The thing is, I like capitalism. I think it's an interesting challenge. It's a system that rewards the imaginative and ambitious adults and punishes the lazy adults. Our generation is insanely lazy. We're just as smart as our parents but we are overwhelmed by contradicting ideas that confuse us into paralysis. Maybe the punk rock ethos made sense for the "no future" generation but it doesn't make sense for me. I like producing and purchasing things. I'd much rather go to IKEA than to stand in some bread line. That's because I don't have to stand in a bread line. Most people who throw around terms like "sellout" don't have to stand in one either. They don't have to stand in one because they are gainfully employed. The term "sellout" only exists in the lexicon of the over-privileged. Almost every non-homeless person in America is over-privileged, at least in a global sense.

Obviously, I've struggled with the concept. I've struggled because of the backlash following my songs placement in TV commercials. That is, until I realized that the negative energy that was being directed towards me really began to inspire my creativity. It has given me a sense of, "well, I'll show them who is a sellout, I'm going to make the freakiest, most interesting, record ever!!!" ... "I'm going to prove to them that my shit is wild and unpolluted by the reach of some absurd connection to mainstream corporate America."

I realized then that, for me, selling out is not possible. Selling out, in an artistic sense, is to change one's creative output to fit in with the commercial world. To create phony and insincere art in the hopes of becoming commercially successful. I've never done this and I can't imagine I ever will. I spent seven years not even existing at all in the mainstream world. Now I am being supported and endorsed by it. I know this won't last forever. No one's going to want to use one of my songs in a commercial five years from now, so I've got to take the money while I can. It's the same with pro athletes. You only get it while you're hot and no one stays commercially viable for long. It's not like Michael Vick is going to be receiving any big endorsement deals anytime soon. As sad as it may seem, one of the few ways most indie bands can make any money whatsoever is by selling a song to a commercial. Very very few bands make enough money from album sales or tour revenue to enable themselves to quit their day job.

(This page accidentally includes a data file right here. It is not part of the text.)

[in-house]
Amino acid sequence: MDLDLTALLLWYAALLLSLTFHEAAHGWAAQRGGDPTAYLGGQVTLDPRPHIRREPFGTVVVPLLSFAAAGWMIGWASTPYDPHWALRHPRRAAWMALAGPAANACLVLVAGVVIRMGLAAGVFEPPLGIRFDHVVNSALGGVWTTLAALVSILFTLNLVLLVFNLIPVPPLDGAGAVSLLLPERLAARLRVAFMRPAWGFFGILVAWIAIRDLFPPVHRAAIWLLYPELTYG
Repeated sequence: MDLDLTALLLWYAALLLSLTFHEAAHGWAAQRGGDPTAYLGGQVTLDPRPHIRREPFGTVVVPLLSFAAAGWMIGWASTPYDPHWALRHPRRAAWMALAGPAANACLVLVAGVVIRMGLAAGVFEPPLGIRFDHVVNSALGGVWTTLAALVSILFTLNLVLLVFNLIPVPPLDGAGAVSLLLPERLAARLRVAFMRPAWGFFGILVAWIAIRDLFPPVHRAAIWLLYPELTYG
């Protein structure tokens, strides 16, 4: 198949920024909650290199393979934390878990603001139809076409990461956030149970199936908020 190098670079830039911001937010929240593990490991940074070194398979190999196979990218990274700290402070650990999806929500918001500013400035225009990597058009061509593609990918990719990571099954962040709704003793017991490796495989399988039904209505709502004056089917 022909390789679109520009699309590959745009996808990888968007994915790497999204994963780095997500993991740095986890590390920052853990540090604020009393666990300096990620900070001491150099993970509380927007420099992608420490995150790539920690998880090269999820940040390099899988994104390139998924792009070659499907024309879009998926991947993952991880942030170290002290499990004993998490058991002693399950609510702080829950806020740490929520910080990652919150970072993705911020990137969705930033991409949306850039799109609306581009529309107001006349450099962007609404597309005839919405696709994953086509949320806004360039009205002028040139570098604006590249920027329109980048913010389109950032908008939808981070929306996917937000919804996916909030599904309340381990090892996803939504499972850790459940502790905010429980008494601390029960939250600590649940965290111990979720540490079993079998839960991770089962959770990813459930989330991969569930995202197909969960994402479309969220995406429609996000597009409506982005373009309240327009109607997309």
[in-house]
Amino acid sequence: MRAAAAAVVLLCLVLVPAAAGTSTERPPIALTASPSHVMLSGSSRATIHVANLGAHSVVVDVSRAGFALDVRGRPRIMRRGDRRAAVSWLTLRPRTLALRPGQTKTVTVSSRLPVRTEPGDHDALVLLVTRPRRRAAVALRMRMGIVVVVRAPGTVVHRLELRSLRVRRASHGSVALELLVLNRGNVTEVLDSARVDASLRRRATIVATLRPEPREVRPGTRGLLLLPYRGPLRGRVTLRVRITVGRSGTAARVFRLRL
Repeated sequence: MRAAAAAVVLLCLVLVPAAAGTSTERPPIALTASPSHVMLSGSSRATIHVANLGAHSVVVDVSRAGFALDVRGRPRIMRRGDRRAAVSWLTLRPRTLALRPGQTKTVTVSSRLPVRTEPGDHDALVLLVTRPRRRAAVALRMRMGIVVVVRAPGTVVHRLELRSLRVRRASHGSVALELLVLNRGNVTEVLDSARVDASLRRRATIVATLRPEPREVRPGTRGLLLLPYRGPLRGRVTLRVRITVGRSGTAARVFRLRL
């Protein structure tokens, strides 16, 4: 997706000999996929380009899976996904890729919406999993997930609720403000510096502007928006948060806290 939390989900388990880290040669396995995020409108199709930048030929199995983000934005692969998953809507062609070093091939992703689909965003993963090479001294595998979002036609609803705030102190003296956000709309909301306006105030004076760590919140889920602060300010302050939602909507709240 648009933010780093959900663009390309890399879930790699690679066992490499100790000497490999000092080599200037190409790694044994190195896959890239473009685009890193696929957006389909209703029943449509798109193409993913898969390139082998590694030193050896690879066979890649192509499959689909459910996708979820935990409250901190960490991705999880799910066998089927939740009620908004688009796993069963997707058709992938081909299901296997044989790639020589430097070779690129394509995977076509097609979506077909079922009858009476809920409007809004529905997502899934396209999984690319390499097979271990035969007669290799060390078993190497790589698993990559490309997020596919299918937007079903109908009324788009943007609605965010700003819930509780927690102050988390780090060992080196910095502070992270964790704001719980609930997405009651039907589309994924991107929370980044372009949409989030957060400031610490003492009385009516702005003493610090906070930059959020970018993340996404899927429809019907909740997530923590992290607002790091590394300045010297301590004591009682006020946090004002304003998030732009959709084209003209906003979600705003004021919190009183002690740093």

Next time you see a commercial with one of your favorite bands songs in it, just tell yourself, "cool, a band I really like made some money and now I can probably look forward to a few more records from them." It's as simple as that. We all have to do certain things, from time to time, that we might not be completely psyched about, in order to pay the bills. To me, the TV is the world's asshole boss and if anyone can earn some extra bucks from it and they're not Bill O'Reilly, it's a good thing.